News & Events

Kennedy’s Great Weekend in The Gorge AES Athlete Ann Kennedy of the BicycleAttorney.com Cycling Team had a nice ...
read more

Kennedy takes Zaaldercross / Serrat succeeds at Fool’s Gold This past Saturday, AES athlete Ann Kennedy consolidated a strong start to ...
read more

Elle Anderson Season Review I recently wrote a little article for Quarq detailing Elle Anderson's succe...
read more

Tips for Athletes

How to Put on Your Vest While Riding ...
read more

Build your fitness house Originally written for RaceCenterNW Magazine. Everyone has heard the old ad...
read more

All Torque and No Action Originally written for and published in RacecenterNW Magazine. It's easy to...
read more

Proudly supported by:

Cyfac

PowerTap

InfoCrank

All Torque and No Action

Originally written for and published in RacecenterNW Magazine.

It's easy to pick the experienced riders out on virtually any group ride. They're the ones who sit relaxed in the saddle while pedaling in smooth, quick circles, seemingly without effort. They have an economy of motion borne of years learning to be as efficient as possible. These riders have mastered one of the keys to cycling efficiency – cadence.

Much fuss has been made about cadence in recent years and, upon examination, it's easy to see why. In cycling, power is torque multiplied by angular velocity. That is, a rider creates power through pedal force (torque) and pedaling speed (angular velocity). One can create more power by pedaling harder or by pedaling faster.

Most of us have a natural tendency to turn over the pedals at a relatively low speed (70-90rpm). It's manageable, steady, and it makes us feel like we're working hard. In fact, we are working hard – harder than we should be! It takes a relatively high amount of muscular power to turn the pedals around at low cadences. Since our muscles hold just a couple of hours' worth of fuel, pedaling at a low cadence only works until our legs fatigue, at which point our race is effectively over. So, pedaling harder works well, but only for a short time.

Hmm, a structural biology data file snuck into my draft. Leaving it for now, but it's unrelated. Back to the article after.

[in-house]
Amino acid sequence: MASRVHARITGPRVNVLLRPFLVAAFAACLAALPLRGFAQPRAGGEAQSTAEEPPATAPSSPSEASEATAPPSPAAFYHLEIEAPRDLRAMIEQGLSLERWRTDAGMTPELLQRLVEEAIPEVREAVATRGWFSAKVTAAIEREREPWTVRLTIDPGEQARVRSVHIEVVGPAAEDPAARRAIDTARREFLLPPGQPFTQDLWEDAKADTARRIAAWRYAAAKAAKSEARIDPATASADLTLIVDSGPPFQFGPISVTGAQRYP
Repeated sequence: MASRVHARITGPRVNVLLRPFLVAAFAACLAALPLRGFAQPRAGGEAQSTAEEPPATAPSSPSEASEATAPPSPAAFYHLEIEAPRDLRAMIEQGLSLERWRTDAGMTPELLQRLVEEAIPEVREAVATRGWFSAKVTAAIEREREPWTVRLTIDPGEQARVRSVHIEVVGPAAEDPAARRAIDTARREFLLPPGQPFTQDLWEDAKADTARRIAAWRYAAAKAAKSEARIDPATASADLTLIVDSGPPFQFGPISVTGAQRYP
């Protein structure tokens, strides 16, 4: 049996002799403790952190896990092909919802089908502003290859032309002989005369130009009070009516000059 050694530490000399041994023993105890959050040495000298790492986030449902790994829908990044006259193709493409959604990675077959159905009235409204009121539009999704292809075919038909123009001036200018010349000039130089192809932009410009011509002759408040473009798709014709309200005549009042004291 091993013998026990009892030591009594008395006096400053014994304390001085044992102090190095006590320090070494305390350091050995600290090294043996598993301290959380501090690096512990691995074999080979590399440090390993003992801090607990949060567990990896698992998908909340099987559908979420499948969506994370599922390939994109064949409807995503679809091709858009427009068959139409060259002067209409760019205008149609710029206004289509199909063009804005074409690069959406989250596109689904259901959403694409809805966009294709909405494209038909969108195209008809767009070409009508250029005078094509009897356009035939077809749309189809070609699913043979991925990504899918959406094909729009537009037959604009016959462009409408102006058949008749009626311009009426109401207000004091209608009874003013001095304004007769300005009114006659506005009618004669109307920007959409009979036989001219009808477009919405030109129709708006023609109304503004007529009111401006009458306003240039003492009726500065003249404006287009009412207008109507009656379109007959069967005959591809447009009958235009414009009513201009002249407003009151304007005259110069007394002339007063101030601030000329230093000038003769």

As endurance athletes, we have a high level of aerobic fitness relative to muscular strength. Pedaling faster effectively takes the stress away from our muscles and transfers it to our aerobic systems. A high pedal cadence leverages the aerobic fitness that our sports already give us, thereby saving our muscular strength for when we need it, such as on steep hills, rollers, or sprints. Pedaling faster allows us to be more efficient and, therefore, better athletes.

Now that you're convinced that you need to pedal faster, how do you go about doing it? In a word: practice. Pedaling at lower cadences trains your muscle firing patterns to do exactly that – pedal slowly. After some time, you're optimized for it. The way to optimize your muscles for higher cadences is to practice those. Start with your warm-ups and cool downs – set a goal of 90+rpm during those times and track it. When you've mastered that, raise your goal to 100rpm, and so on. When you've mastered high cadences in warm-up and cool down, begin, if it doesn't already come naturally by now, to focus on integrating it into your workout sets. Before long, you'll be more efficient, with less muscular fatigue – and a better chance of reaching your goals.




« back to tips for athletes

facebook twitter